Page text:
The MD5 keyed digest in each EIGRP packet prevents the introduction of unauthorized or false routing messages from unapproved sources.

Each key has its own key ID, which the router stores locally. The combination of the key ID and the interface that is associated with the message uniquely identifies the MD5 authentication key in use.

EIGRP enables you to manage keys by using key chains. Each key definition within the key chain can specify a time interval for which that key is activated (its lifetime). Then, during the lifetime of a given key, routing update packets are sent with this activated key. Only one authentication packet is sent, regardless of how many valid keys exist. The software examines the key numbers in order from lowest to highest, and it uses the first valid key that it encounters.

Keys cannot be used during time periods for which they are not activated. Therefore, it is recommended that for a given key chain, key activation times overlap to avoid any period of time for which no key is activated. If a time exists during which no key is activated, neighbor authentication cannot occur, and therefore, routing updates fail.

Creating a Key Chain

Perform the following steps to create a key chain:

  • Step 1 Enter the key chain command to enter the configuration mode for the key chain. The value provided for the name-of-chain parameter for the key chain command indicates the name of the authentication key chain from which a key is to be obtained.
  • Step 2 Use the key command to identify a key ID to use, and enter configuration mode for that key. The value provided for the key-id parameter of the key command indicates the ID number of an authentication key on a key chain. The range of keys is from 0 to 2147483647. The key ID numbers need not be consecutive.
  • Step 3 Use the key-string command to identify the key string (password) for this key. The value provided for the text parameter of the key-string command indicates the authentication string that is to be used to authenticate sent and received EIGRP packets. The string can contain from 1 to 80 uppercase and lowercase alphanumeric characters. The first character cannot be a number, and the string is case sensitive.
  • Step 4 Optionally, use accept-lifetime to specify the time during which this key is accepted for use on received packets. If you do not enter an accept-lifetime command, the time is infinite. Table 5-7 describes the accept-lifetime command parameters.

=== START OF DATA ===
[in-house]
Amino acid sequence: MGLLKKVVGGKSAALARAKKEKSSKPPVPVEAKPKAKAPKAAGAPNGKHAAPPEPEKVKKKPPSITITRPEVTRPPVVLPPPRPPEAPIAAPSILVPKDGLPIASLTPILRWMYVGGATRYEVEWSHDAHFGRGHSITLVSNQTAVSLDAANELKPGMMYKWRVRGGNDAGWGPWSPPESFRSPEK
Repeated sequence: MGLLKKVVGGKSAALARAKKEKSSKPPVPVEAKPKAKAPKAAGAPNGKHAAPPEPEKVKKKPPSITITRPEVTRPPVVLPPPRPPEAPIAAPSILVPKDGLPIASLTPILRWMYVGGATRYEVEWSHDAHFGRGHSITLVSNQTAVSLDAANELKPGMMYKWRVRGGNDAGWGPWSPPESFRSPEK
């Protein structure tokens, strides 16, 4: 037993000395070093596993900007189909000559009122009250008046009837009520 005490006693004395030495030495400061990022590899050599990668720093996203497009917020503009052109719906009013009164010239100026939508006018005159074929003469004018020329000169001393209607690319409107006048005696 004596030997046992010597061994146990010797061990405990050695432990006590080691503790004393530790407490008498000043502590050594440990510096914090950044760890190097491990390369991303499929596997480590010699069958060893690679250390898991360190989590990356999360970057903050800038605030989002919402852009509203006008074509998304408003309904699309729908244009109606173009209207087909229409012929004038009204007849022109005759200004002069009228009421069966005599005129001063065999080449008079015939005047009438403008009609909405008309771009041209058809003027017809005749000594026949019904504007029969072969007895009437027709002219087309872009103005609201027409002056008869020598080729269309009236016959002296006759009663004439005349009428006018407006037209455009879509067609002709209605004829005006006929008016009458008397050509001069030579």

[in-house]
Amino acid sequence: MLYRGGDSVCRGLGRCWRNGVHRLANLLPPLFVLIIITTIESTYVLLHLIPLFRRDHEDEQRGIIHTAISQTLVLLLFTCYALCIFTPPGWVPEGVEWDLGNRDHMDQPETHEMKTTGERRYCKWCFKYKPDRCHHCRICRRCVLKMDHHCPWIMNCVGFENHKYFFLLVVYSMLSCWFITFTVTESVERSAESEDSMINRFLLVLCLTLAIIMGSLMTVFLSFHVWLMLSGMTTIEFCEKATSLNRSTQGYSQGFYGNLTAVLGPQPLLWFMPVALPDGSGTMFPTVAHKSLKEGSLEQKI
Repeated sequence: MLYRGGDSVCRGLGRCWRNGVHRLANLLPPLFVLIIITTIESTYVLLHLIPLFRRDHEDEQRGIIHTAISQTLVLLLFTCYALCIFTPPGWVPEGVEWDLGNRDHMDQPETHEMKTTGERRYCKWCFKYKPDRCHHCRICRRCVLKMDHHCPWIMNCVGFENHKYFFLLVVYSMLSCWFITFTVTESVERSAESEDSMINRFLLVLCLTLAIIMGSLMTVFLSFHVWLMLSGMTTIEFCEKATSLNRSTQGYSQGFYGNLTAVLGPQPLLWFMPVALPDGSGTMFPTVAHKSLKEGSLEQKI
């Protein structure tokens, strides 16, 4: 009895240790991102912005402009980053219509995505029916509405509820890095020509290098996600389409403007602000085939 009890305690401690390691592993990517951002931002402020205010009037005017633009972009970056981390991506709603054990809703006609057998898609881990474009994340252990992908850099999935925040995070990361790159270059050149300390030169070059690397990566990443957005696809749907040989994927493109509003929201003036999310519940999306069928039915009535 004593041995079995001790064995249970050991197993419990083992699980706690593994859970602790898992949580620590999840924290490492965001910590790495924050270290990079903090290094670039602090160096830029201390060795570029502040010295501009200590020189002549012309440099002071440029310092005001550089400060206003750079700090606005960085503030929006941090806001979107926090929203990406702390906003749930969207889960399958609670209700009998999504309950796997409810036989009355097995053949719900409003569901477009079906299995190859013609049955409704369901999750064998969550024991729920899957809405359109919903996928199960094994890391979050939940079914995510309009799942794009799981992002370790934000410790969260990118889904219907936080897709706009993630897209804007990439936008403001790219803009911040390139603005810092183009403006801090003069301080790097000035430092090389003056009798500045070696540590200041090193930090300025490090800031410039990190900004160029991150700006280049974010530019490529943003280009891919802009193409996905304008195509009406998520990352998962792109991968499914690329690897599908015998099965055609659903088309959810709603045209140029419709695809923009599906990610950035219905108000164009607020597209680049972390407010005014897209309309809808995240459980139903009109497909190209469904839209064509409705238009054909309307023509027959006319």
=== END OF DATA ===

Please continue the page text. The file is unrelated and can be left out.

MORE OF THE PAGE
Table 5-7. accept-lifetime Parameters

    Parameter

    Description

    start-time

    Beginning time that the key that is specified by the key command is valid for use on received packets. The syntax can be either of the following:

    hh:mm:ss month date year

    hh:mm:ss date month year

    where

    hh: Hours

    mm: Minutes

    ss: Seconds

    month: First three letters of the name of the month

    date: Date (1–31)

    year: Year (four digits)

    The default start time. The earliest acceptable date is January 1, 1993.

    infinite

    The key is valid for use on received packets from the start-time value on, with no end time.

    end-time

    The key is valid for use on received packets from the start-time value until the end-time value. The syntax is the same as that for the start-time value. The end-time value must be after the start-time value. The default end time is infinite.

    seconds

    Length of time (in seconds) that the key is valid for use on received packets. The range is from 1 to 2147483646.

  • Step 5 Optionally, specify the time during which this key can be used for sending packets using the send-lifetime command. If you do not enter a send-lifetime command, the time is infinite. Table 5-8 describes the send-lifetime command parameters.

Table 5-8. send-lifetime Parameters

Parameter

Description

start-time

Beginning time that the key specified by the key command is valid to be used for sending packets. The syntax can be either of the following:

hh:mm:ss month date year

hh:mm:ss date month year

where

hh: Hours

mm: Minutes

ss: Seconds

month: First three letters of the name of the month

date: Date (1–31)

year: Year (four digits)

The default start time and the earliest acceptable date is January 1, 1993.

infinite

The key is valid to be used for sending packets from the start-time value on.

end-time

The key is valid to be used for sending packets from the start-time value until the end-time value. The syntax is the same as that for the start-time value. The end-time value must be after the start-time value. The default end time is infinite.

seconds

Length of time (in seconds) that the key is valid to be used for sending packets. The range is from 1 to 2147483646.

Configuring MD5 Authentication for EIGRP

To configure MD5 authentication for EIGRP, complete the following steps:

  • Step 1 Enter configuration mode for the interface on which you want to enable authentication.
  • Step 2 Use the ip authentication mode eigrp autonomous-system md5 command to specify that MD5 authentication is to be used for EIGRP packets. The value provided for the autonomous-system parameter of the ip authentication mode eigrp md5 command indicates the EIGRP AS number in which authentication is to be used.
  • Step 3 Use the ip authentication key-chain eigrp autonomous-system name-of-chain command to specify which key chain to use for the authentication of EIGRP packets. Table 5-9 describes the parameters for this command.

Table 5-9. ip authentication key-chain eigrp Parameters

Parameter

Description

autonomous-system

The EIGRP AS number in which authentication is to be used

name-of-chain

The name of the authentication key chain from which a key is to be obtained

Example: MD5 Authentication Configuration

Figure 5-7 shows an example network used for the configuration of EIGRP MD5 authentication for Router X in Example 5-6.

Figure 5-7

Figure 5-7 Network Topology for EIGRP MD5 Configuration Example

Example 5-6. Configuring EIGRP MD5 Authentication on Router X

RouterX
<output omitted>
key chain RouterXchain
 key 1
  key-string firstkey
  accept-lifetime 04:00:00 Jan 1 2006 infinite
  send-lifetime 04:00:00 Jan 1 2006 04:01:00 Jan 1 2006